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Timing of oral anticoagulant therapy in acute ischemic stroke with atrial fibrillation : Study protocol for a registry-based randomised controlled trial

Åsberg, Signild; Hijazi, Ziad; Norrving, Bo LU ; Terént, Andreas; Öhagen, Patrik and Oldgren, Jonas (2017) In Trials 18(1).
Abstract

Background: Oral anticoagulation therapy is recommended for the prevention of recurrent ischemic stroke in patients with atrial fibrillation (AF). Current guidelines do not provide evidence-based recommendations on optimal time-point to start anticoagulation therapy after an acute ischemic stroke. Non-vitamin K antagonist oral anticoagulants (NOACs) may offer advantages compared to warfarin because of faster and more predictable onset of action and potentially a lower risk of intracerebral haemorrhage also in the acute phase after an ischemic stroke. The TIMING study aims to establish the efficacy and safety of early vs delayed initiation of NOACs in patients with acute ischemic stroke and AF. Methods/Design: The TIMING study is a... (More)

Background: Oral anticoagulation therapy is recommended for the prevention of recurrent ischemic stroke in patients with atrial fibrillation (AF). Current guidelines do not provide evidence-based recommendations on optimal time-point to start anticoagulation therapy after an acute ischemic stroke. Non-vitamin K antagonist oral anticoagulants (NOACs) may offer advantages compared to warfarin because of faster and more predictable onset of action and potentially a lower risk of intracerebral haemorrhage also in the acute phase after an ischemic stroke. The TIMING study aims to establish the efficacy and safety of early vs delayed initiation of NOACs in patients with acute ischemic stroke and AF. Methods/Design: The TIMING study is a national, investigator-led, registry-based, multicentre, open-label, randomised controlled study. The Swedish Stroke Register is used for enrolment, randomisation and follow-up of 3000 patients, who are randomised (1:1) within 72 h from ischemic stroke onset to either early (≤ 4 days) or delayed (≥ 5-10 days) start of NOAC therapy. The primary outcome is the composite of recurrent ischemic stroke, symptomatic intracerebral haemorrhage, or all-cause mortality within 90 days after randomisation. Secondary outcomes include: individual components of the primary outcome at 90 and 365 days; major haemorrhagic events; functional outcome by the modified Rankin Scale at 90 days; and health economics. In an optional biomarker sub-study, blood samples will be collected after randomisation from approximately half of the patients for central analysis of cardiovascular biomarkers after study completion. The study is funded by the Swedish Medical Research Council. Enrolment of patients started in April 2017. Conclusion: The TIMING study addresses the ongoing clinical dilemma of when to start NOAC after an acute ischemic stroke in patients with AF. By the inclusion of a randomisation module within the Swedish Stroke Register, the advantages of a prospective randomised study design are combined with the strengths of a national clinical quality register in allowing simplified enrolment and follow-up of study patients. In addition, the register adds the possibility of directly assessing the external validity of the study findings. Trial registration: ClinicalTrials.gov, NCT02961348. Registered on 8 November 2016.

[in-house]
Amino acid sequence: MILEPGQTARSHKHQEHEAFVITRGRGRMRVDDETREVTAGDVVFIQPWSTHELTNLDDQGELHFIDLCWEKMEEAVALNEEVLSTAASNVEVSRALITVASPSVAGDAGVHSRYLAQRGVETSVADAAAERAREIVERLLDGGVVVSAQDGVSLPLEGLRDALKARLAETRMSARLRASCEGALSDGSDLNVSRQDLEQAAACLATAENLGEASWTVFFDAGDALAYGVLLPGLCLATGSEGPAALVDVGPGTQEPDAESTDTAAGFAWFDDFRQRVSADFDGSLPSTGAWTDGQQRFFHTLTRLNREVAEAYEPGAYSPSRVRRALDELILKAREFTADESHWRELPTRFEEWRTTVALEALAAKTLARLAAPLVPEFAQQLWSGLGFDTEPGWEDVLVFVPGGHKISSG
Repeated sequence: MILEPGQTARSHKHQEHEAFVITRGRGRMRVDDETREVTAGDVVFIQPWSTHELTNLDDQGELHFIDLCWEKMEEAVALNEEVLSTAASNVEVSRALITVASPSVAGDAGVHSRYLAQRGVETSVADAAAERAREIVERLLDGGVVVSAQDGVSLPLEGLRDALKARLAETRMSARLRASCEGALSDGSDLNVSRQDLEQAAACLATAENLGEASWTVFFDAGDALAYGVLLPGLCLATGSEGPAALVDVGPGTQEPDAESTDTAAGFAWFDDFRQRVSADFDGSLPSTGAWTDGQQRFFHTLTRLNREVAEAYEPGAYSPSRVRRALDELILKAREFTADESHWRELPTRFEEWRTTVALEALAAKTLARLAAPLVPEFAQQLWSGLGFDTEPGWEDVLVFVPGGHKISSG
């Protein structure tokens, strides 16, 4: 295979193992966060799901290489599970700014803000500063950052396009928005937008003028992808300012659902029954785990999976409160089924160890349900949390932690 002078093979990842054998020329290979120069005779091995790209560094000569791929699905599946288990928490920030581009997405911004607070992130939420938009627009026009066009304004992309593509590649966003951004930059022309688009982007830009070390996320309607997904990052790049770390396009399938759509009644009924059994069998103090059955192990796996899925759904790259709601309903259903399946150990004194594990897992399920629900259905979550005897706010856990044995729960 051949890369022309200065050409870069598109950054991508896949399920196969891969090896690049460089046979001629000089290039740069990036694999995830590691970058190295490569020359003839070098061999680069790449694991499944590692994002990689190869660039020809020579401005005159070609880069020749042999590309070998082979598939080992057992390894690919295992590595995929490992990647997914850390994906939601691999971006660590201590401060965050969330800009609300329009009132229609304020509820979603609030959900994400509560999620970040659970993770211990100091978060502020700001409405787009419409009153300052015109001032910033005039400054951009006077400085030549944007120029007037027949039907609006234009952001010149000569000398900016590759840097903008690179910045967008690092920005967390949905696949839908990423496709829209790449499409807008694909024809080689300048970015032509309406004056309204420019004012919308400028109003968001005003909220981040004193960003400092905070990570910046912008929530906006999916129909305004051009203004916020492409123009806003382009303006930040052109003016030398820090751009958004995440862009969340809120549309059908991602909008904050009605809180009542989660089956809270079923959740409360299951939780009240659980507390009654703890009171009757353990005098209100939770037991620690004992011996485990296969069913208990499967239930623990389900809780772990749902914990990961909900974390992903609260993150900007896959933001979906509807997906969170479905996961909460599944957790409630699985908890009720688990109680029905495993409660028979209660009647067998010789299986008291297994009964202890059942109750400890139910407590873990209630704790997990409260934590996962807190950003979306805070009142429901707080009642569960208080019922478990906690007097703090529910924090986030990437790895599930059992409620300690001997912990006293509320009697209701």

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author
organization
publishing date
type
Contribution to journal
publication status